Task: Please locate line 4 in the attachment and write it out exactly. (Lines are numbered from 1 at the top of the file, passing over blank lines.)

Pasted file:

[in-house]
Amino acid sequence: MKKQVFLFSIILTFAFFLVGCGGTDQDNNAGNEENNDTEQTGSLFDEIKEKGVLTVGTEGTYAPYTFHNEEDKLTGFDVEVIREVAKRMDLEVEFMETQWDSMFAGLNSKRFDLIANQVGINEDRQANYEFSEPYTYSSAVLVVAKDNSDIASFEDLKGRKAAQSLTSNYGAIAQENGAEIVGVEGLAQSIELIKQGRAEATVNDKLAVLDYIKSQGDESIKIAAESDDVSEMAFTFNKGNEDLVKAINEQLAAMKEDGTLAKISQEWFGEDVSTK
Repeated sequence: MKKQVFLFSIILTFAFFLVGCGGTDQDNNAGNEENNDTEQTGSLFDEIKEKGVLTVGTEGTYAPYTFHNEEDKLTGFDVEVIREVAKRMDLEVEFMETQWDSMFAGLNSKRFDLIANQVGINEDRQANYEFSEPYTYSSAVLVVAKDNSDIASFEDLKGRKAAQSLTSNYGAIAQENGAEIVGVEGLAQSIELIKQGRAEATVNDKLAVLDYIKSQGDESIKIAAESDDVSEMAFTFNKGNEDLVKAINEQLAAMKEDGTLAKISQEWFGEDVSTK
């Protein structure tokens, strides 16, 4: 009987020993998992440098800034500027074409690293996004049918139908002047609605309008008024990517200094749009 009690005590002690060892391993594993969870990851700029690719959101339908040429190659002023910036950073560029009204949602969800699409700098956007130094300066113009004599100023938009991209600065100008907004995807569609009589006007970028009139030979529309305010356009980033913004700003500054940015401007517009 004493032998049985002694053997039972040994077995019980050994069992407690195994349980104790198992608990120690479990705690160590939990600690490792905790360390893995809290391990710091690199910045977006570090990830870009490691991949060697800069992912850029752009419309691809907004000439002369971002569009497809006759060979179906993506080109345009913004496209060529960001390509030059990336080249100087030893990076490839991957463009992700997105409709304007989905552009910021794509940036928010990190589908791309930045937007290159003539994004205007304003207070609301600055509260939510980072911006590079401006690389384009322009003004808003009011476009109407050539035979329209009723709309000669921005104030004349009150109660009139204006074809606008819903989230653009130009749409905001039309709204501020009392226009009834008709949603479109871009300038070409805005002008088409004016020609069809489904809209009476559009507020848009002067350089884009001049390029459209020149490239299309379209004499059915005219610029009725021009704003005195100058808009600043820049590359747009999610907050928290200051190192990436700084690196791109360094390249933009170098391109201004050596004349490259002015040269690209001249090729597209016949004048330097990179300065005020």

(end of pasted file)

């Protein structure tokens, strides 16, 4: 009987020993998992440098800034500027074409690293996004049918139908002047609605309008008024990517200094749009 009690005590002690060892391993594993969870990851700029690719959101339908040429190659002023910036950073560029009204949602969800699409700098956007130094300066113009004599100023938009991209600065100008907004995807569609009589006007970028009139030979529309305010356009980033913004700003500054940015401007517009 004493032998049985002694053997039972040994077995019980050994069992407690195994349980104790198992608990120690479990705690160590939990600690490792905790360390893995809290391990710091690199910045977006570090990830870009490691991949060697800069992912850029752009419309691809907004000439002369971002569009497809006759060979179906993506080109345009913004496209060529960001390509030059990336080249100087030893990076490839991957463009992700997105409709304007989905552009910021794509940036928010990190589908791309930045937007290159003539994004205007304003207070609301600055509260939510980072911006590079401006690389384009322009003004808003009011476009109407050539035979329209009723709309000669921005104030004349009150109660009139204006074809606008819903989230653009130009749409905001039309709204501020009392226009009834008709949603479109871009300038070409805005002008088409004016020609069809489904809209009476559009507020848009002067350089884009001049390029459209020149490239299309379209004499059915005219610029009725021009704003005195100058808009600043820049590359747009999610907050928290200051190192990436700084690196791109360094390249933009170098391109201004050596004349490259002015040269690209001249090729597209016949004048330097990179300065005020």